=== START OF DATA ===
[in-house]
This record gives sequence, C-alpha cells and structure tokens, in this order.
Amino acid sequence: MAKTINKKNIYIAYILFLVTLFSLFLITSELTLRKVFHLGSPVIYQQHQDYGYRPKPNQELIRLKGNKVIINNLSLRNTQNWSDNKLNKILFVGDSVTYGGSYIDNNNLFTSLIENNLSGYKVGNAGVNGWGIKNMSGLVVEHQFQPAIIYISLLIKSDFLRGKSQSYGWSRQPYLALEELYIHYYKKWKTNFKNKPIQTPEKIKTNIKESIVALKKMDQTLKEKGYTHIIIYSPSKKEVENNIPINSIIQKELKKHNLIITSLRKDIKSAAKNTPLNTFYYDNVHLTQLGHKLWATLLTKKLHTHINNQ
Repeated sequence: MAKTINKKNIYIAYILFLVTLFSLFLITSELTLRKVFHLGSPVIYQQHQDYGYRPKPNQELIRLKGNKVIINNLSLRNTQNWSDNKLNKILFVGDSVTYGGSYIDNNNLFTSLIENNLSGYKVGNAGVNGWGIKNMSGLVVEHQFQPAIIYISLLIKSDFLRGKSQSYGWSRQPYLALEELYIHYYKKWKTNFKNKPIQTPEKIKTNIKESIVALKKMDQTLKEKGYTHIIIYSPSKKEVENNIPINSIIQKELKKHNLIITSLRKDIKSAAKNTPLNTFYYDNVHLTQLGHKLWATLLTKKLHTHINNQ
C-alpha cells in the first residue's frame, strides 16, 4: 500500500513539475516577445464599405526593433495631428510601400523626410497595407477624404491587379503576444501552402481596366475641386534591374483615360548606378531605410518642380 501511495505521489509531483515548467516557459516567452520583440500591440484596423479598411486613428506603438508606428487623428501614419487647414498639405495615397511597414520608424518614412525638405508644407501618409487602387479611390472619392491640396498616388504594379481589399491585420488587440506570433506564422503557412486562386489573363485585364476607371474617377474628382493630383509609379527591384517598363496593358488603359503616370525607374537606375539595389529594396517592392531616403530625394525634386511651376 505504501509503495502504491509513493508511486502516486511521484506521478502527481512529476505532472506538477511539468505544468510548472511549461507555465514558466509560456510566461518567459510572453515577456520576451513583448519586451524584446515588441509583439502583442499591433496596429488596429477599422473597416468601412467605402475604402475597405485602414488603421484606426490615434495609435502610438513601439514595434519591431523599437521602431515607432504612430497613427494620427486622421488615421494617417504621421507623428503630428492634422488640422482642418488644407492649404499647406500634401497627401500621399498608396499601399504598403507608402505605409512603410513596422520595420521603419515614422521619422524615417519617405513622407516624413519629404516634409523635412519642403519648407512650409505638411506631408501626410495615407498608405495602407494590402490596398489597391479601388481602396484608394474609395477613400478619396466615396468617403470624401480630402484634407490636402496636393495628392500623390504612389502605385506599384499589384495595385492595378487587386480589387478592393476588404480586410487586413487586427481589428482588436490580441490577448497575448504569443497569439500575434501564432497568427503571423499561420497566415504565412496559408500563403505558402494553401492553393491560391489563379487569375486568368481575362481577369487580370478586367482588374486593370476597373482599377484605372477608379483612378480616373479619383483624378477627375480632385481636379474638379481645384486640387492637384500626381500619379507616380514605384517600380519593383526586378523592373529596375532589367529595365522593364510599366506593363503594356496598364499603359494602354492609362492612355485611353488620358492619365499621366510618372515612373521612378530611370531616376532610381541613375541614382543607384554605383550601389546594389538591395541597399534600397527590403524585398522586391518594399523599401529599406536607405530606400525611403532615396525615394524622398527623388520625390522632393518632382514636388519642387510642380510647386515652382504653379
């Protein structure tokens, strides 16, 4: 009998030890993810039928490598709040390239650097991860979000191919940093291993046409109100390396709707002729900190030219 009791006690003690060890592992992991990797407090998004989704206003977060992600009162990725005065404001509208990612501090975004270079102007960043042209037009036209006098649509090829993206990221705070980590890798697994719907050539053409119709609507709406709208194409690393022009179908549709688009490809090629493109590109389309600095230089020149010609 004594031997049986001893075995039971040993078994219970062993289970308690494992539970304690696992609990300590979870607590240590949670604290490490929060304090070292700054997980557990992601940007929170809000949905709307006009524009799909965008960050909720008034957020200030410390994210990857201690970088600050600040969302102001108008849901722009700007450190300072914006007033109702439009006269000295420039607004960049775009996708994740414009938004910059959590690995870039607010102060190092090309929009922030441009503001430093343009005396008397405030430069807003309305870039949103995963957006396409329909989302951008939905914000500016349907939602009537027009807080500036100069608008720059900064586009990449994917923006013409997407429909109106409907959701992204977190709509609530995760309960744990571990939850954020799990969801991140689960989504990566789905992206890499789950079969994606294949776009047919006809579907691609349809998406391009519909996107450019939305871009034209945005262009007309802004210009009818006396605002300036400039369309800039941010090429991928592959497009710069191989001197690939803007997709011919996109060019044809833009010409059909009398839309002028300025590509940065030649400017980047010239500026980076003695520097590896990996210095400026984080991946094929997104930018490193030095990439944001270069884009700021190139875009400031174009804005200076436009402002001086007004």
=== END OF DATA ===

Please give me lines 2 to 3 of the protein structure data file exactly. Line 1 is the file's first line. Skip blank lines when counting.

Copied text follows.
This record gives sequence, C-alpha cells and structure tokens, in this order.
Amino acid sequence: MAKTINKKNIYIAYILFLVTLFSLFLITSELTLRKVFHLGSPVIYQQHQDYGYRPKPNQELIRLKGNKVIINNLSLRNTQNWSDNKLNKILFVGDSVTYGGSYIDNNNLFTSLIENNLSGYKVGNAGVNGWGIKNMSGLVVEHQFQPAIIYISLLIKSDFLRGKSQSYGWSRQPYLALEELYIHYYKKWKTNFKNKPIQTPEKIKTNIKESIVALKKMDQTLKEKGYTHIIIYSPSKKEVENNIPINSIIQKELKKHNLIITSLRKDIKSAAKNTPLNTFYYDNVHLTQLGHKLWATLLTKKLHTHINNQ